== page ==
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We are now armed with enough knowledge to construct our first major scales. Major scales are defined by the pattern tone tone semitone tone tone tone semitone (TTSTTTS). If we look again at our chromatic scale ...

... take C as our starting pitch-class, and apply the major-scale pattern (TTSTTTS), we are left with only the ‘natural’ notes, i.e. those having only a letter in their name:

Because the tonic (the note on which a scale is based) of this scale is C and the pattern applied is the major-scale pattern, this is known as the scale of C Major.

C major, despite often being the first scale musicians learn (there are no pesky sharps or flats to confuse things), is actually fairly unusual in Scottish traditional music. A much more common scale is G major. G major is very closely related to C major: if we start with the same notes as C major, but take the note G to be our tonic, we're almost there:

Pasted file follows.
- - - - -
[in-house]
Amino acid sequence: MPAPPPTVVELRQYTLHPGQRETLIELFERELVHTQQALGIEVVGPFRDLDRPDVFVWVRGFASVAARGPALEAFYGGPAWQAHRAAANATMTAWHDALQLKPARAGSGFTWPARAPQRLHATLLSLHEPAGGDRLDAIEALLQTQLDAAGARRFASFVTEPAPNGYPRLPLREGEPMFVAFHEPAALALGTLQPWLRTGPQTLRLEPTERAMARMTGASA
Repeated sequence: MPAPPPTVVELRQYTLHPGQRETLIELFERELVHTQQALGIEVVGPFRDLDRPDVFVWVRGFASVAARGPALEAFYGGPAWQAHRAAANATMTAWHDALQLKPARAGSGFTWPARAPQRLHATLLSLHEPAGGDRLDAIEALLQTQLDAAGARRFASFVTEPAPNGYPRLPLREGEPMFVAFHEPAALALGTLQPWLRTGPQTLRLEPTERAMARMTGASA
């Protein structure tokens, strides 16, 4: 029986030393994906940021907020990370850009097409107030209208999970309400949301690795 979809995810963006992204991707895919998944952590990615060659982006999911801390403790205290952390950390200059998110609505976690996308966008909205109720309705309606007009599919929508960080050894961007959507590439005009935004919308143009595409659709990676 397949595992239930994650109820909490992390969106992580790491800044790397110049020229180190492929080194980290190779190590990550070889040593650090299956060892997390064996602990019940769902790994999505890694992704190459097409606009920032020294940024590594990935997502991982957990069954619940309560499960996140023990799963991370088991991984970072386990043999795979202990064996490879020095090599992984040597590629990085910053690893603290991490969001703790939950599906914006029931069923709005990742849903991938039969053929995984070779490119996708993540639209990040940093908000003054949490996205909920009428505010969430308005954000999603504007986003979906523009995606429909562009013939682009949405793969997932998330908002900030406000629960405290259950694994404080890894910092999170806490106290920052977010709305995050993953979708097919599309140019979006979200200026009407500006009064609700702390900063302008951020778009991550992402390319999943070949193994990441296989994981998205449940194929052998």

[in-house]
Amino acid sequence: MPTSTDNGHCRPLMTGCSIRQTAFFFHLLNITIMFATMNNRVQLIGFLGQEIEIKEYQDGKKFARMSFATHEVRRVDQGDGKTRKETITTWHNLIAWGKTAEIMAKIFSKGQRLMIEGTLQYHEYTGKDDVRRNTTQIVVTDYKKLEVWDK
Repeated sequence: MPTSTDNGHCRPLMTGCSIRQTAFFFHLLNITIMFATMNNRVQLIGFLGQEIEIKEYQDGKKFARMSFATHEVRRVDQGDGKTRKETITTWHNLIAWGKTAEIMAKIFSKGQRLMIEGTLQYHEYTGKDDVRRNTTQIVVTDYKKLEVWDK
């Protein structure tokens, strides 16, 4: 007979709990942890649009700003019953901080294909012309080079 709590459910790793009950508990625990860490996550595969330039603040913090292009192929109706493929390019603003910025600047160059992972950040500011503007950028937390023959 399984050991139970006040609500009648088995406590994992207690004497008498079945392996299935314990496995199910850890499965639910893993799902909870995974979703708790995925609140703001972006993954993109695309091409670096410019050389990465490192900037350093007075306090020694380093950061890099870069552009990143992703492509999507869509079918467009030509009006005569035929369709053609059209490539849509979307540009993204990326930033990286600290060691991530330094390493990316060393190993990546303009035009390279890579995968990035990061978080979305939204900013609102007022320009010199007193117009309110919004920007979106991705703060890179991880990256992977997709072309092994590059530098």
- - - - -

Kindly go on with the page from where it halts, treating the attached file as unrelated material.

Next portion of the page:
But the pattern, starting from G is TTSTTST and not TTSTTTS. We can rectify this by replacing the pitch-class F with F♯:

In a similar manner, we can derive our next scale - D major - from G major by treating the note D as our tonic and replacing C with C♯.

The final scale we'll consider is A major. Just as we derived G major from C major and D major from G major, so we can derive A major from D major. We do this by regarding A as our tonic and replacing G with G♯:

Next: Arpeggios 1